Now, let me illustrate and then we are going to close with just reading a text. What that means in a practical way is, let’s take one illustration. This is not an important illustration, but it will illustrate the point. Let’s take the tithe.

Now, the tithe was an Old Testament income tax. Everybody had to tithe. They had to pay ten percent. Now, if you wanted to give, then you gave beyond that. The Bible speaks of tithes and offerings. Now the tithe is not a New Testament thing at all. Some time go home tonight. Get your concordance out. If you haven’t got one, buy one. You need one. Get your concordance out. Look at the word tithe in the New Testament, and see what it says. It’s very illuminating. All the references refer back to Old Testament times. We are not under the tithe, but we are perfectly free if we wish to give ten percent. We are perfectly free to be under the tithe if we voluntarily say, “I want to give ten percent.”

Now, we can give fifteen percent, and we can give twenty percent, and we can give five, if the Lord has prospered us in these ways. There are other principles that pertain, but the point is we are not under the tithe, but we may tithe. We are not under the law, but we may keep the law.

Now, let me close by just reading the passage in 1 Corinthians chapter 9. 1 Corinthians chapter 9, verse 19 or verse 20. I guess maybe 19. I will read that while you are finding. I want you to open your Bibles to 1 Corinthians 9 and read these verses because they are here, and then you won’t say, “Dr. Johnson, said so and so.” But you will say, “Paul said, such and such.” Which is a little better you know. Anyway 1 Corinthians chapter 9 verse 19,

“For though I be free from all men, yet have I made myself servant unto all, that I might gain the more. And unto the Jews I became as a Jew, that I might gain the Jews; to them that are under the law, as under the law, that I might gain them that are under the law; To them that are without law, as without law, being (Now, lest you misunderstand me, Paul is saying I don’t mean lawlessness.) being not without law to God, but under the law to Christ, that I might gain them that are without law. To the weak became I as weak, that I might gain the weak: I am made all things to all men, that I might by all means save some.”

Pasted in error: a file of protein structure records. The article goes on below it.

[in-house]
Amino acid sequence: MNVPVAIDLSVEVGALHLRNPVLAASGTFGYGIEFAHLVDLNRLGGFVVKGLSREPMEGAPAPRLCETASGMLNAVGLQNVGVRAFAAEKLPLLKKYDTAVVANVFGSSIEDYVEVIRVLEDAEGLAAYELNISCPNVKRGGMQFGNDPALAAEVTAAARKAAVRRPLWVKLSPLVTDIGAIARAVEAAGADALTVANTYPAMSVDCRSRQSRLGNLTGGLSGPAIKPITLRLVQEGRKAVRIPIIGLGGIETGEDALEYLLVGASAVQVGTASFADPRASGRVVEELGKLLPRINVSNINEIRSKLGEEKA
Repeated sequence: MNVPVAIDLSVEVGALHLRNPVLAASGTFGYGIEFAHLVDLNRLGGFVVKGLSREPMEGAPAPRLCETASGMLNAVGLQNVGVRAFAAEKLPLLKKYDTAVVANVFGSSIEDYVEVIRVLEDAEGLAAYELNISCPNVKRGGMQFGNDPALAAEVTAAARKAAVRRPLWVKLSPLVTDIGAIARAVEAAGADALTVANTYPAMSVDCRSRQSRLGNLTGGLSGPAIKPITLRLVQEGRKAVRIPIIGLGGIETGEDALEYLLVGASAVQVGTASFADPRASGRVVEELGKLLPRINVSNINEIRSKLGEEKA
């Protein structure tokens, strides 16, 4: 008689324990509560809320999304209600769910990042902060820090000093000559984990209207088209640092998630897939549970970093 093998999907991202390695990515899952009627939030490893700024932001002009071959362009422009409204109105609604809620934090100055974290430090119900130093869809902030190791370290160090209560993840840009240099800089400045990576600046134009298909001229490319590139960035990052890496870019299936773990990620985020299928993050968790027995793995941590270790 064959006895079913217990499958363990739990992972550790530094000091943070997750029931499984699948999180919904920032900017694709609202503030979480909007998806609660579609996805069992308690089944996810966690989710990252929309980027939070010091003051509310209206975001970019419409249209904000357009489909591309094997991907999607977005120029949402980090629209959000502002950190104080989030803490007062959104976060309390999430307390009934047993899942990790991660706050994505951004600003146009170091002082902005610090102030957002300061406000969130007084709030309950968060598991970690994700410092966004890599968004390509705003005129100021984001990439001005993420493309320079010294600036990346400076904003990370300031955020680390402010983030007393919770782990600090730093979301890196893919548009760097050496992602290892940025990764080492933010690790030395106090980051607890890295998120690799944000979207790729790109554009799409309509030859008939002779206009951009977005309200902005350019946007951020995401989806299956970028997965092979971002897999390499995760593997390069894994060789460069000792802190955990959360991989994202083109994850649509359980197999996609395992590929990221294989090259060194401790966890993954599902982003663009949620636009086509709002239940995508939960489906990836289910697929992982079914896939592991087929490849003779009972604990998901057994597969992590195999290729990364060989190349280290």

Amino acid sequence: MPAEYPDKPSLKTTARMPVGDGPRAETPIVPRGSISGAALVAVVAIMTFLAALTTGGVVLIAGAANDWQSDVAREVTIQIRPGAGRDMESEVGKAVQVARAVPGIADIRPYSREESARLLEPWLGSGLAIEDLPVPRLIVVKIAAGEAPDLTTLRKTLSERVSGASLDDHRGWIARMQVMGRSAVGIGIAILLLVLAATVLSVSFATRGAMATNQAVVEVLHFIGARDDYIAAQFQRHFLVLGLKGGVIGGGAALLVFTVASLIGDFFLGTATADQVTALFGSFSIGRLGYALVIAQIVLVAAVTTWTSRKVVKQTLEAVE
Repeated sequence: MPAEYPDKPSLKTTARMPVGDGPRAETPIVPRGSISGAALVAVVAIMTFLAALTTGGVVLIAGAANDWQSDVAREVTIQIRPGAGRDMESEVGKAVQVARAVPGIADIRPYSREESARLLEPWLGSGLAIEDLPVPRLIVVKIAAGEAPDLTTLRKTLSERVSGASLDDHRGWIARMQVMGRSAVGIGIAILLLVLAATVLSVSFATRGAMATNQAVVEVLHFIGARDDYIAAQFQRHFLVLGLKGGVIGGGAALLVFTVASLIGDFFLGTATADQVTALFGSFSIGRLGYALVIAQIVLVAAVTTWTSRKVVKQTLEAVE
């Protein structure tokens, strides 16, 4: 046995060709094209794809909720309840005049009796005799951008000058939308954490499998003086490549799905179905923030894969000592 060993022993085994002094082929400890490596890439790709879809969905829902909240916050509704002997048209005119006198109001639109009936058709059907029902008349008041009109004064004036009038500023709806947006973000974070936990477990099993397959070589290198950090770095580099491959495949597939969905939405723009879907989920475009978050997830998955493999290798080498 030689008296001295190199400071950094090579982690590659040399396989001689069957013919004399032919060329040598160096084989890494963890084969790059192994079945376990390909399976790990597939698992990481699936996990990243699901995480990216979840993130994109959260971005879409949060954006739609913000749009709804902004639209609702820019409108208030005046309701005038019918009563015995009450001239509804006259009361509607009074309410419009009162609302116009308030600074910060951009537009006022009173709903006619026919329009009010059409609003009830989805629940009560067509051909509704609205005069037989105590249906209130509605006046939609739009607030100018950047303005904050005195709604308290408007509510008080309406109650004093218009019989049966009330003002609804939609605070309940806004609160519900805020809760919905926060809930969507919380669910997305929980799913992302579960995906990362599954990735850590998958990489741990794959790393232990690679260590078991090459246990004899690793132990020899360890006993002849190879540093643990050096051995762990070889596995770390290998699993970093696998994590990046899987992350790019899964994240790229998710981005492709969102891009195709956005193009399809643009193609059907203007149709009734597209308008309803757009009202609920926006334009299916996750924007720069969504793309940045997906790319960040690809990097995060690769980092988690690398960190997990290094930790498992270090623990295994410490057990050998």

That’s the apostle’s principle. That’s the one that he practiced. You will find through the book of Acts, he does other things that suggest a contradiction to some people, inconsistency, but the apostle was not inconsistent. We need to broaden our own ideas of what it is to be under law, and also to be what it is to be free. Let’s close in a word of prayer.

[Prayer] Father, we are thankful to Thee for these incidents in the life of the apostle. And we thank Thee for these great journeys, which were so remarkable and so important for us in 1983. We give thanks for him, but above all for Thee. For we know Lord that is was Thy grace through him that accomplished the work. We pray in Jesus’ name. Amen.